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||Two Languages Simultaneously by One Parent
I would be very grateful for your views.
My situation / background is as follows:
Our boy is now 2-years old.
My Swiss wife speaks to him in German (local language).
I have been speaking to him in Arabic since birth.
Since 2-weeks ago, however, I habe been speaking to him simultaneosly in Arabic (my native
language) and English (my strongest language).
By 'simultaneously', I mean I essentially repeat the same sentence twice, once in Arabic and
immediately following in English.
It doesn't come too unnaturally to me and I suspect I've been sucessful (repeating each
sentence twice) two-thirds of the time.
Would you have any opinions on this approach? Might you recommend an alternative?
Thanks very much,
I don’t see how repeating things in different languages can help language learners sort their languages out, children included. Translation has nothing to do with language learning.
People become multilingual (like you have) because they use different languages for different purposes, not different languages for the same purpose.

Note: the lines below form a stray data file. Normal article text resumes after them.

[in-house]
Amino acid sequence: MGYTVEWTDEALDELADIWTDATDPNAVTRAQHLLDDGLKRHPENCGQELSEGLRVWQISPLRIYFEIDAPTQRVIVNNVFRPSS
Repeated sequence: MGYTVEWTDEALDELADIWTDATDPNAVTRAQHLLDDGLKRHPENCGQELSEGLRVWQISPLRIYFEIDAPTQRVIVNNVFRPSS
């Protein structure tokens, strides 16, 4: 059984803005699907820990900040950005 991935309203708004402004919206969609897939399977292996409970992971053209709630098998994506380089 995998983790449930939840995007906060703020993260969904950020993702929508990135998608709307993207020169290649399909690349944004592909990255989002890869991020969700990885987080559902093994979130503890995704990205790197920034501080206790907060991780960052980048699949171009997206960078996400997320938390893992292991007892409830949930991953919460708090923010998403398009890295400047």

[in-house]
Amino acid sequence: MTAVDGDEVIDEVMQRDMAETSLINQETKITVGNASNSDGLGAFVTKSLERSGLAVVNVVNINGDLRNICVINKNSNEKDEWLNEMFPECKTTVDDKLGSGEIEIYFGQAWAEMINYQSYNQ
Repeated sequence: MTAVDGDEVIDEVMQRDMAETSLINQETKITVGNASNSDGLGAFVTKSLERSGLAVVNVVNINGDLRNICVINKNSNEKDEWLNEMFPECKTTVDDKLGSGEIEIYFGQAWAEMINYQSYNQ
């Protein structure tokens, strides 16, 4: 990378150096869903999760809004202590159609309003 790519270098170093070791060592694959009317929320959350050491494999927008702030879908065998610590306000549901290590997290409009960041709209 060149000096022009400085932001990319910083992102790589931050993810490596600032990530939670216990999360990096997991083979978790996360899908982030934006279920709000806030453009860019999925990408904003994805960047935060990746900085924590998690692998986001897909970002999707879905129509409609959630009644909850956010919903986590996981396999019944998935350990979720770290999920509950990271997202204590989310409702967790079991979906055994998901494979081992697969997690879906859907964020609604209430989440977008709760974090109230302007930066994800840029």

You want your little boy to be able to make sense of the *different* purposes for which he needs each of his languages. If all languages of a multilingual could be translatable among themselves, multilinguals would all become monolinguals: a single language would be enough for them.
As you say, you do not succeed in translating your languages all of the time. Nobody does. So why not just speak English when you are in an English mood, or when you are dealing with English-bound things (whatever they are, in your family: songs? games? films? books? outings?) and Arabic when you are in an Arabic mood (ditto)?
These two blog posts of mine may have a few suggestions for you.
‘Learning to be multilingual’:
‘The trick is in the input’:
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Re: Two Languages Simultaneously by One Parent
Anthea Fraser Gupta
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